Awash in tradition and bourbon tonight.

Drove up to Coca-Cola Park to buy IronPigs tickets yesterday morning with the Grateful Dead playing on the car stereo (this show, to be anal-retentively specific.)

Every year I buy tickets to see the hometown Rochester Red Wings here in Allentown at least once, and the semi-adopted-hometown Pawtucket Red Sox at least once.

It made me think of the old days when Grateful Dead fans would throw their ticket applications into the sea of demand each year, hoping to get tickets to catch their old favorites at some locally convenient point.

It’s not a perfect apples-to-apples comparison, of course. The Dead’s lineup was reasonably stable, whereas you never know who will make up the Pawtucket Red Sox from season to season.

Still, it struck me as a sort of compatible tradition … a willingness to buy into the brand name from year to year, and an interest in seeing how this year’s version compares to last year’s.

At some point the ticket booths get thrown open, and the faithful — driven by the pleasures of the past — queue up with visions of happiness and transport to come.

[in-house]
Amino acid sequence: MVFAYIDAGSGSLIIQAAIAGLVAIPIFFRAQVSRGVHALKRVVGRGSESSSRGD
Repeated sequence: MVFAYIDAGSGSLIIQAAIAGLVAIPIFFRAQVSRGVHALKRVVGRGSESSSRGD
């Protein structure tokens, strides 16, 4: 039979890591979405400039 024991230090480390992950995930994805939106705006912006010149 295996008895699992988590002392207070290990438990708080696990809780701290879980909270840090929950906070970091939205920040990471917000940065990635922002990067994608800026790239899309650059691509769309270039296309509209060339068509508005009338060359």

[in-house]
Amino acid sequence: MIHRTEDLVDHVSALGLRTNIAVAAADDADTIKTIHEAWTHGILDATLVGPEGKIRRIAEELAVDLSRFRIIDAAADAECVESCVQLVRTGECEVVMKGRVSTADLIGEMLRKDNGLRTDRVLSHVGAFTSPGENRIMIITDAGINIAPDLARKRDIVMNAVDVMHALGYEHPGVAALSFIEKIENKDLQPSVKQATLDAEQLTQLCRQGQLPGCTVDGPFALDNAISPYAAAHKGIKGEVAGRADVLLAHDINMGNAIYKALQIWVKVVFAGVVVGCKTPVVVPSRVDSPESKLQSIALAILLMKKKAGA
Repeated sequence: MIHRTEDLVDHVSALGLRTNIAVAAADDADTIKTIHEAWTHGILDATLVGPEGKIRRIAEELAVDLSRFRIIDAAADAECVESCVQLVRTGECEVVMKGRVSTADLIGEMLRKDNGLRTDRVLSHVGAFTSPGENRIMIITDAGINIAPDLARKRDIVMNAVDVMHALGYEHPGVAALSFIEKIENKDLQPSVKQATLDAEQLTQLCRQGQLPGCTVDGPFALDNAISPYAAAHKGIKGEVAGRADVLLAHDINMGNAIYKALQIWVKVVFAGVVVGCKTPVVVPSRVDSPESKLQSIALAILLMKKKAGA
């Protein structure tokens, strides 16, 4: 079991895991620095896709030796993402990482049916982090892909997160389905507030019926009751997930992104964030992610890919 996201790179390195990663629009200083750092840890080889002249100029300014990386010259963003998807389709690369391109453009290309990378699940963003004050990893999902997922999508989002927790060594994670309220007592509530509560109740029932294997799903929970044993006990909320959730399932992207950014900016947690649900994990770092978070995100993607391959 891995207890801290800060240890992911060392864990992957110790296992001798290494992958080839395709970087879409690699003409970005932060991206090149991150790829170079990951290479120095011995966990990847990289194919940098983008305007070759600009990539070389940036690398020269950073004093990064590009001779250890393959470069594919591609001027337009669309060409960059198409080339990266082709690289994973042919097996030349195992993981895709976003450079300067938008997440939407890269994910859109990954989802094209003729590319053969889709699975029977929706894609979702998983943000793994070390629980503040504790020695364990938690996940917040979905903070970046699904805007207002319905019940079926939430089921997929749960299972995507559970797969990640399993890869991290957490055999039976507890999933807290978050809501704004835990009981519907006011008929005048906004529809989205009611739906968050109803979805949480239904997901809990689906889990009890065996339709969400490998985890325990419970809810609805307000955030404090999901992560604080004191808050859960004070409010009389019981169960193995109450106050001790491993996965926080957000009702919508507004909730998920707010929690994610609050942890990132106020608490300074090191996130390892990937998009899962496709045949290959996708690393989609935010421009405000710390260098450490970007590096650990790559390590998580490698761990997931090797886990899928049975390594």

Meanwhile, the kids’ bedtime tonight got put off by 20 minutes for a discussion of their heritage. (The youngest is disappointed that he’s only something like 1/416th Native American.)

Driven by that discussion, I went to — where the genealogical research of my grandma and my mom is preserved in great detail — and began looking through the list of people to whom I am related.

There’s a noteworthy overlap, particularly in eastern Massachusetts, where I lived for seven or eight years. There were relatives of mine living and dying there in the 17th and 18th centuries, long before I staked out a small piece of the same turf to get married and start having kids.

I see, for instance, an ancestor who died in Framingham, Mass., in 1715, not quite two centuries before my first son was born in the same town. Was I meant to be there, in some cosmic fashion, or is it just coincidence that I found my way there?

And then there’s the branch of the family that made its way to my hometown of Rochester, N.Y., but that we never knew existed until a few years ago. One of them, a distant cousin of mine, died in Rochester on the same day I was born there. (Not in the same hospital, but within a couple minutes’ drive, I believe.)

I look at the list of names and I wonder about their stories. What did they do all day? What did they want out of life, and what did they get? What were their achievements and their disappointments?

And will some descendant of mine in 2o0 years — presuming mankind makes it that far — look at my birth and death information on a single line and wonder the same about me?

All of which is far too heavy a subject for a school night, I suppose.

So maybe some other night, we’ll line up some more of Kentucky’s finest, and open ourselves up to the mystic, and think about it some more.

I won’t get any closer to the eternal then, either; but it’s always worth a shot.

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